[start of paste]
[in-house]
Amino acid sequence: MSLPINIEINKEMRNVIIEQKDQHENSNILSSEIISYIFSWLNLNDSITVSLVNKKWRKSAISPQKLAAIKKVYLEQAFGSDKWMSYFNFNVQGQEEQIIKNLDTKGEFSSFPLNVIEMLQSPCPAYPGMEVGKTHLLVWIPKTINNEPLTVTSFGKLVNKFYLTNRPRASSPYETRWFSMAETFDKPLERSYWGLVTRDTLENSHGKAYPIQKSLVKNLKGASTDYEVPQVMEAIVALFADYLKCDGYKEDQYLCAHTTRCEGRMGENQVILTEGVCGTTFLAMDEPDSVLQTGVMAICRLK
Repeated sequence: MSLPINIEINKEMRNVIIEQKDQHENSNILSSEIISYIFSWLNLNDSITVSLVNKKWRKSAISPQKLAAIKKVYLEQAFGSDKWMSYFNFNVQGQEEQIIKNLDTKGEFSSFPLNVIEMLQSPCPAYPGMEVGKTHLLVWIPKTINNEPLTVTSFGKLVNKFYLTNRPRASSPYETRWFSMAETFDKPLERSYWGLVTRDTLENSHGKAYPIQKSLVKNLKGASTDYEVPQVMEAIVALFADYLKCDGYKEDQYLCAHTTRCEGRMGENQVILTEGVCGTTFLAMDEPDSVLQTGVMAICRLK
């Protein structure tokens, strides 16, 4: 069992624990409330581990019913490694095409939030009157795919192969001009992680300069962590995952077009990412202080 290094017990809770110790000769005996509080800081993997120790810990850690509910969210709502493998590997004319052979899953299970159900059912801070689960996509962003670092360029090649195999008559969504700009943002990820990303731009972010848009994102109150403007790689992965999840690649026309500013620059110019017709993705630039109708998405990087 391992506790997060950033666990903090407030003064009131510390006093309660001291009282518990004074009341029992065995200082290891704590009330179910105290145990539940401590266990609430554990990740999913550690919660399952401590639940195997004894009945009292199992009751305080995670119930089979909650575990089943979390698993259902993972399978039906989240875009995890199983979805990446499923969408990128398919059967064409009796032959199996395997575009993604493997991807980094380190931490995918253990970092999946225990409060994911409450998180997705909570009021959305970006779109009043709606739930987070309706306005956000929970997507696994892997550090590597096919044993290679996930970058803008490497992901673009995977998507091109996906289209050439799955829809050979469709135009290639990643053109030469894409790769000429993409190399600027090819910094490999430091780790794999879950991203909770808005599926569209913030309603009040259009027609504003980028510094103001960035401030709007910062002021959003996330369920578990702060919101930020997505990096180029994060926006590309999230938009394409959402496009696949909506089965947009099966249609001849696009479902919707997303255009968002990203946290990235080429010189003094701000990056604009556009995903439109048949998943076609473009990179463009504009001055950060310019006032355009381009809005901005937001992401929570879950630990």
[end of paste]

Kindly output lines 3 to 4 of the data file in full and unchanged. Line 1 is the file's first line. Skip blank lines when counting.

Repeated sequence: MSLPINIEINKEMRNVIIEQKDQHENSNILSSEIISYIFSWLNLNDSITVSLVNKKWRKSAISPQKLAAIKKVYLEQAFGSDKWMSYFNFNVQGQEEQIIKNLDTKGEFSSFPLNVIEMLQSPCPAYPGMEVGKTHLLVWIPKTINNEPLTVTSFGKLVNKFYLTNRPRASSPYETRWFSMAETFDKPLERSYWGLVTRDTLENSHGKAYPIQKSLVKNLKGASTDYEVPQVMEAIVALFADYLKCDGYKEDQYLCAHTTRCEGRMGENQVILTEGVCGTTFLAMDEPDSVLQTGVMAICRLK
């Protein structure tokens, strides 16, 4: 069992624990409330581990019913490694095409939030009157795919192969001009992680300069962590995952077009990412202080 290094017990809770110790000769005996509080800081993997120790810990850690509910969210709502493998590997004319052979899953299970159900059912801070689960996509962003670092360029090649195999008559969504700009943002990820990303731009972010848009994102109150403007790689992965999840690649026309500013620059110019017709993705630039109708998405990087 391992506790997060950033666990903090407030003064009131510390006093309660001291009282518990004074009341029992065995200082290891704590009330179910105290145990539940401590266990609430554990990740999913550690919660399952401590639940195997004894009945009292199992009751305080995670119930089979909650575990089943979390698993259902993972399978039906989240875009995890199983979805990446499923969408990128398919059967064409009796032959199996395997575009993604493997991807980094380190931490995918253990970092999946225990409060994911409450998180997705909570009021959305970006779109009043709606739930987070309706306005956000929970997507696994892997550090590597096919044993290679996930970058803008490497992901673009995977998507091109996906289209050439799955829809050979469709135009290639990643053109030469894409790769000429993409190399600027090819910094490999430091780790794999879950991203909770808005599926569209913030309603009040259009027609504003980028510094103001960035401030709007910062002021959003996330369920578990702060919101930020997505990096180029994060926006590309999230938009394409959402496009696949909506089965947009099966249609001849696009479902919707997303255009968002990203946290990235080429010189003094701000990056604009556009995903439109048949998943076609473009990179463009504009001055950060310019006032355009381009809005901005937001992401929570879950630990």